New York

Girl in Hospital After Being Hit by Foul Ball at Yankee Stadium

The stadium fell silent as fans rushed to help the child

A young girl was hit by a 105 mph foul ball at Yankee Stadium during Wednesday's game against the Minnesota Twins, renewing calls for Yankee Stadium to explore extending the safety netting. 

It was in the fifth inning that Todd Frazier sharply fouled a ball into the stands along the third baseline, hitting the girl there. 

Twins Yankees Baseball
Baseball fans reacts as a young girl is carried out of the seating area after being hit by a line drive during the fifth inning at Yankee Stadium.

The stadium fell silent as fans rushed to help the child. Frazier was seen crouching down, apparently anguished, and Matt Holliday on base wiped away tears, also obviously distraught. 

"I thought of my kids. I have two kids under 3 years old and I just hope she's all right," said Frazier, who flied out later in the at-bat. "I know the dad or whoever it was that was with them was trying their hardest, but the ball's coming at 120 miles an hour at them and the ball's hooking. So it's like if you've never seen a ball like that, which most people in the world haven't, it's very tough."

The young girl was carried out of the stadium as fans and players applauded in support. The game was delayed for several minutes as the emergency responders attended to the child. 

Twins Yankees Baseball
AP Photo/Bill Kostroun
Baseball fans reacts as a young girl is carried out of the seating area after being hit by a line drive during the fifth inning at Yankee Stadium.

The girl is being treated at a local hospital, according to the Yankees. Manager Joe Girardi said after the game he got a report from team security that she is "doing OK." 

The injury sparked calls from the players for more safety netting at the stadium.

Twins players also were distressed, and second baseman Brian Dozier and the Yankees' Matt Holliday had tears as they said prayers at second base.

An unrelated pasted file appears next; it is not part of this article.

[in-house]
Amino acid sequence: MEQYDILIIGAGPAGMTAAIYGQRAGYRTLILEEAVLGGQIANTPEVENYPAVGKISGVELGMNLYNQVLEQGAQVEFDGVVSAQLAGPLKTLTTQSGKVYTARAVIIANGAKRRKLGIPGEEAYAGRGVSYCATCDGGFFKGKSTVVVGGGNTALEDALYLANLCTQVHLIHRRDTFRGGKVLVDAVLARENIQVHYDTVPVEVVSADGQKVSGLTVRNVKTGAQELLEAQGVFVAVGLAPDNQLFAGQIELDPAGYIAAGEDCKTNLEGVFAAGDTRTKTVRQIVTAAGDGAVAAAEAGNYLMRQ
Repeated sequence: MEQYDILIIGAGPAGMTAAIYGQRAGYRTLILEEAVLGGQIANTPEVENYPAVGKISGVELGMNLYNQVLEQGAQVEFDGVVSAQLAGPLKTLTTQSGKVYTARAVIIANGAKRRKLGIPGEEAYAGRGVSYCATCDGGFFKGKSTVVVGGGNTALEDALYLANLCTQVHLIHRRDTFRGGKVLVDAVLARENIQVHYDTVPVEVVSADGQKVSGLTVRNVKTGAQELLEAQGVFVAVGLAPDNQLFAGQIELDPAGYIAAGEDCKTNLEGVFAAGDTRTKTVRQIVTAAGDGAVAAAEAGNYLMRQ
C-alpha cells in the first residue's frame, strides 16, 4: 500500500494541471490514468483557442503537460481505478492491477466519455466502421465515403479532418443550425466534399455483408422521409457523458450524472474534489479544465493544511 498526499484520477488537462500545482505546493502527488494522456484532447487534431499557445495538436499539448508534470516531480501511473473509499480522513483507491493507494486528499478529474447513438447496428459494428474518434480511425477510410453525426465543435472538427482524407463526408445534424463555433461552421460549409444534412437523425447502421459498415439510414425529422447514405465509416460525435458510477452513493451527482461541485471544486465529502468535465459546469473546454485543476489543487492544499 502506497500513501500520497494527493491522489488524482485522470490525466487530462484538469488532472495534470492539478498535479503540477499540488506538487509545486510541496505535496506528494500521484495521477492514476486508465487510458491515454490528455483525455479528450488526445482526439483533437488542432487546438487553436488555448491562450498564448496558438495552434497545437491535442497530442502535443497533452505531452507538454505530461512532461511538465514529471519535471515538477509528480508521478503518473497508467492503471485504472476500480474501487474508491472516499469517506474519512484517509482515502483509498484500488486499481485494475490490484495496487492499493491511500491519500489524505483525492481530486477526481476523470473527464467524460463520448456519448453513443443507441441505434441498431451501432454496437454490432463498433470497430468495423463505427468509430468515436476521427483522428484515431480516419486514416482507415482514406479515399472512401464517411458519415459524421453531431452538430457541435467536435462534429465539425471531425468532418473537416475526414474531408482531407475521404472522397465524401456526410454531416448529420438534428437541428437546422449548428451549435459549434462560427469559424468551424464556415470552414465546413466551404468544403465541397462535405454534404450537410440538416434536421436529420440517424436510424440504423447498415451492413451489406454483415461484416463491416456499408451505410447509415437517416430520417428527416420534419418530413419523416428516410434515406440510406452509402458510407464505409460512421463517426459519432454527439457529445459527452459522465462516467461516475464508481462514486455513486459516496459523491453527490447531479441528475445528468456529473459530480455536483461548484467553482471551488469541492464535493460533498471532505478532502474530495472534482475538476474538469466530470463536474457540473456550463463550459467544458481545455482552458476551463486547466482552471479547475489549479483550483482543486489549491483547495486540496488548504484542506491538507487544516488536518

"We've been trying to get these teams to put nets up," Dozier said. "Number one, you don't bring kids down there. And number two, every stadium needs to have nets. That's it. I don't care about the damn view of the fan or what. It's all about safety. I still have a knot in my stomach."

As to what it would take to get nets up, Dozier responded: "The last resort that we don't ever want to have happen. I'm not going to say it, but you know what I'm talking about."

Speaking through a translator, Twins infielder Eduardo Escobar said, "I just saw blood coming out of this little girl." He said perhaps kids under a certain age be prohibited from seats without protection.

The Yankees have said they are exploring extending the safety net after a child was hit by a broken bat at the stadium in May, and a foul ball hit a fan in July. 

Major League Baseball issued recommendations for protecting netting or screens in December 2015, encouraging teams to have it in place between the ends of the dugouts closest to home plate.

"It remains an ongoing discussion in the industry," Commissioner Rob Manfred said at Safeco Field, before Wednesday night's game between Seattle and Texas. "We gave some guidelines two years ago, and what we have done since then is that we have encouraged the individual clubs to engage in a localized process, look at their own stadiums - every stadium's different - and to try to make a good decision about how far the netting should go in order to promote fan safety."

"If you look at what's happened, there has been a continuous focus forward movement in terms of increased netting in stadiums around the leagues and I expect that process will continue this offseason," he said.

The Mets are among a handful of teams in baseball that have already done so: Back in July, they extended their netting beyond the dugouts and all the way down the right- and left-field lines. 

A young fan was hit in the head when a Yankee bat shattered, going flying.

As for Wednesday's game, the Yankees beat the Twins 11-3. 

Copyright AP - Associated Press
Contact Us